Change is the new constant. The confluence of people & technology has given rise to myriad possibilities of addressing the issues of mankind sustainability. There is a tectonic shift in technology that the world is experiencing today. Digital technologies like the “Internet of Things, BIG Data Analytics” have realized some of the distinct asks that were once true only in Sci-Fi movies. With the proliferation of data from people and process, it is imperative to analyse it and extract insights!
The manufacturing industry has been a forerunner in adopting new processes and technologies – right from Kaizen, JIT, and lean principles to robotic automation which have now become the essence of each and every manufacturing organization. One of the key elements in long-term sustainability of manufacturing companies is continuous improvement, which has given rise to the new era of manufacturing, i.e., Industrie 4.0.
Industrie 4.0 or Connected manufacturing calls for integration of cyber physical systems (currently working in silos) to form an enterprise where data acts as a cohesion force between processes to bring about process optimization, thereby maximizing throughput. Today, data generated from these systems are analysed independently to realise insights from a particular process or operation. BIG Data and Analytics will play a key role in integration of Information Technology (IT) and Operational Technology (OT) systems thus bringing about the true value of Industrie 4.0. By removing the barrier of data transfer amongst different processes (e.g. maintenance to supply chain to purchase to finance), can lead to better decision making. Let’s discuss about one such critical process of any enterprise i.e. Supply Chain.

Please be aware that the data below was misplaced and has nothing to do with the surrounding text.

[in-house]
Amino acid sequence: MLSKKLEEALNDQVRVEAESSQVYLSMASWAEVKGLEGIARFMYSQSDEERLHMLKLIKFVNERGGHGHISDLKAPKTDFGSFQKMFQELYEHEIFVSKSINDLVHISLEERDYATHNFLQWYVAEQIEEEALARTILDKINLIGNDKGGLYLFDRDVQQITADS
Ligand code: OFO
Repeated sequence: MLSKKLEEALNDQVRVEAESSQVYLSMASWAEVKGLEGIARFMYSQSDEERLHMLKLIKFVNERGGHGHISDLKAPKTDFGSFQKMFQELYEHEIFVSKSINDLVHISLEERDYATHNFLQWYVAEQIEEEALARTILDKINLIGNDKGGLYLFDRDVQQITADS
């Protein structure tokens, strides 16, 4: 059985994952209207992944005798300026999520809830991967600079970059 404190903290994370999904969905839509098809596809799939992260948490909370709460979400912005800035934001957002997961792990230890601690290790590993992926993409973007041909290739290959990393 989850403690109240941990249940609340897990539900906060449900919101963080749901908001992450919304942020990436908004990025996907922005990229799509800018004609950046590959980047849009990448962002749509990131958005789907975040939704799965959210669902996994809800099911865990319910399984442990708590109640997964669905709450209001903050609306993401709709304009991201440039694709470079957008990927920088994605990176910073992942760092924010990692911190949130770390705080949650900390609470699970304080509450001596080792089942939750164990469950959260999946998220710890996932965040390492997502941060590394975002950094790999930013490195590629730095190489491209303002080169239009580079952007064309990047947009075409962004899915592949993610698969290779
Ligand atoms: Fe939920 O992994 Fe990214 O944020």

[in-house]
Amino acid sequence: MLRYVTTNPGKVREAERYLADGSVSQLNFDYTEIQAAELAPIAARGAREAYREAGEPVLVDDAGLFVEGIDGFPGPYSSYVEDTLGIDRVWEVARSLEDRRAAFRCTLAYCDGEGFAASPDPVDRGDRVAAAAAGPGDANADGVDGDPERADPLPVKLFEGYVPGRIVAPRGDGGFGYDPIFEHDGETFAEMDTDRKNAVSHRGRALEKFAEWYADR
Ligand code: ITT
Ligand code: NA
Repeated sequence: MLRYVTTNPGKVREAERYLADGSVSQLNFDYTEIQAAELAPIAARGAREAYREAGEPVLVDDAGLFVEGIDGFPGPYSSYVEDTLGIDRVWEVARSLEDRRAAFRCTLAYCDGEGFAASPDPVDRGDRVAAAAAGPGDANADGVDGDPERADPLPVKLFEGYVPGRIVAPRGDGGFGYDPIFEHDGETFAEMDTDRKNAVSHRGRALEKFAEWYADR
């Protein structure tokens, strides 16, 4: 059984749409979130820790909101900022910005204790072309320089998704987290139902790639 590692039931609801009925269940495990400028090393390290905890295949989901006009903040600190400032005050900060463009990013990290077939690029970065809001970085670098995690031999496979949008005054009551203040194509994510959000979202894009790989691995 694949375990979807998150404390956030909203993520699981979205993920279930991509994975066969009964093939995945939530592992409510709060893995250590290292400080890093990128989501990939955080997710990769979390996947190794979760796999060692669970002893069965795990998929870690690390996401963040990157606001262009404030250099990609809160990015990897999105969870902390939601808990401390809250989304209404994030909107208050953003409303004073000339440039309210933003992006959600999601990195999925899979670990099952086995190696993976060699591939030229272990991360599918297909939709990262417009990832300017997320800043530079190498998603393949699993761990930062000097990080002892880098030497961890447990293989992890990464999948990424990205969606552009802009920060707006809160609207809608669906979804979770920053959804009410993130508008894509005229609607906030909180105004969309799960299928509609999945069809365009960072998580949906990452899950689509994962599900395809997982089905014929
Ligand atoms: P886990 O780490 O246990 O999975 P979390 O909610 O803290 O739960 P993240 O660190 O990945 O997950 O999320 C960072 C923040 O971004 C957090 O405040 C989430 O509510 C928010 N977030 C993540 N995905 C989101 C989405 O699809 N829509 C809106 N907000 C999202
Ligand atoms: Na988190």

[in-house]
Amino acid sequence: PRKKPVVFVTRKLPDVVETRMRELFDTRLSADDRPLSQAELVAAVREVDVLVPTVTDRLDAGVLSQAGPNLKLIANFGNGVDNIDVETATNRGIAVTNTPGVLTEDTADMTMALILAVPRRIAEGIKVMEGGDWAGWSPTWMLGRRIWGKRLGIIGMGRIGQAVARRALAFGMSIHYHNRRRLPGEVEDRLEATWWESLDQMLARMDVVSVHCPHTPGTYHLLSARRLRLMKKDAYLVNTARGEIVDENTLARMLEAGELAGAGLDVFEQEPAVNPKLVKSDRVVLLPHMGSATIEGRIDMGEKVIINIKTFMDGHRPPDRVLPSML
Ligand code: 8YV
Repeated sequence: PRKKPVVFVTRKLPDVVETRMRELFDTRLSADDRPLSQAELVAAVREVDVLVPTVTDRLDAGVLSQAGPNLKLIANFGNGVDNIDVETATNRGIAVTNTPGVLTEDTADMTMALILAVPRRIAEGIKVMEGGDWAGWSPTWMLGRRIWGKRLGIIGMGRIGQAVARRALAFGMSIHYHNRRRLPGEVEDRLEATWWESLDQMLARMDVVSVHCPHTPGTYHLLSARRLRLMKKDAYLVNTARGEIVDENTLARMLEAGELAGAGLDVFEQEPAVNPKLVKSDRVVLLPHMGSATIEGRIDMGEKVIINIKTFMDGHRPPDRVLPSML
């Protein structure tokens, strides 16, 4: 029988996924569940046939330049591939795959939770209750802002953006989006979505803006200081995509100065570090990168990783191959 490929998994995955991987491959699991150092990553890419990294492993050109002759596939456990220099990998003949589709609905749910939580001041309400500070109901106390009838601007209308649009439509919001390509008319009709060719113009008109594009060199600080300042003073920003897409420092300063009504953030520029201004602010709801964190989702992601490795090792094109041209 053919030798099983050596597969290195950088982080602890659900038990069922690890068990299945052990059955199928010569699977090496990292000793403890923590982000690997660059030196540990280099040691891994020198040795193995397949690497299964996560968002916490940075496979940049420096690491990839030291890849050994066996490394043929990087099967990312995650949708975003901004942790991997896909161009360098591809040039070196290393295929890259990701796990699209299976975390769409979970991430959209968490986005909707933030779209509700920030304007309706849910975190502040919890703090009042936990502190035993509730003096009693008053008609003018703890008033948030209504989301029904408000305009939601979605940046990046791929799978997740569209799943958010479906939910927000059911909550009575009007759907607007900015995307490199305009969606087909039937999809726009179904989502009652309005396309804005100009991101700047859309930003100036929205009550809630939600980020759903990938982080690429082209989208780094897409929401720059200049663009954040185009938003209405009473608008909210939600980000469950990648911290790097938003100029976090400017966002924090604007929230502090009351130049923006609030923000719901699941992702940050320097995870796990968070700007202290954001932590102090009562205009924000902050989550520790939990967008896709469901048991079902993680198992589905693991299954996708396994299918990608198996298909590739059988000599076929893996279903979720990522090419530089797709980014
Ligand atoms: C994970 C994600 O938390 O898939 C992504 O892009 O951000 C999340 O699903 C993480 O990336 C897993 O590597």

Being a Technology Consultant, I interact with industry experts and our clients on upcoming technology and market trends in different areas, be it Automotive, Manufacturing, Smart Products etc. IoT (Internet of Things) and BIG data analytics are amongst the buzzing technologies that are transforming almost all the sectors. Some of the areas where BIG data is impacting the manufacturing industry is Supply Chains.
Traditionally, the aim of any supply chain is to “Get the right product in the right place at the right time”. Apparently, with usage of data analytics to optimize the supply chain, the aim of DIGITAL Supply chain has taken a new definition, it is “Predict the right product, forecast the time to order and make available at the right place before time” One of the challenges of existing supply chains is “lack of strategic planning and forecasting” due to limited buy sell relationships of suppliers and buyers. Also, there is a lot of static data lying idle in the Enterprise Resource Planning (ERP) systems regarding materials, spare parts etc. which if combined along with historical maintenance, part replacement records can provide valuable insights. Some of the ways in which Digital technologies are optimizing the SCM are as follows.
Improved flexibility, scalability and depth of data
Reducing risk and improving speed with accurate forecasting and prediction.
Use of geoanalytics to merge and optimize delivery networks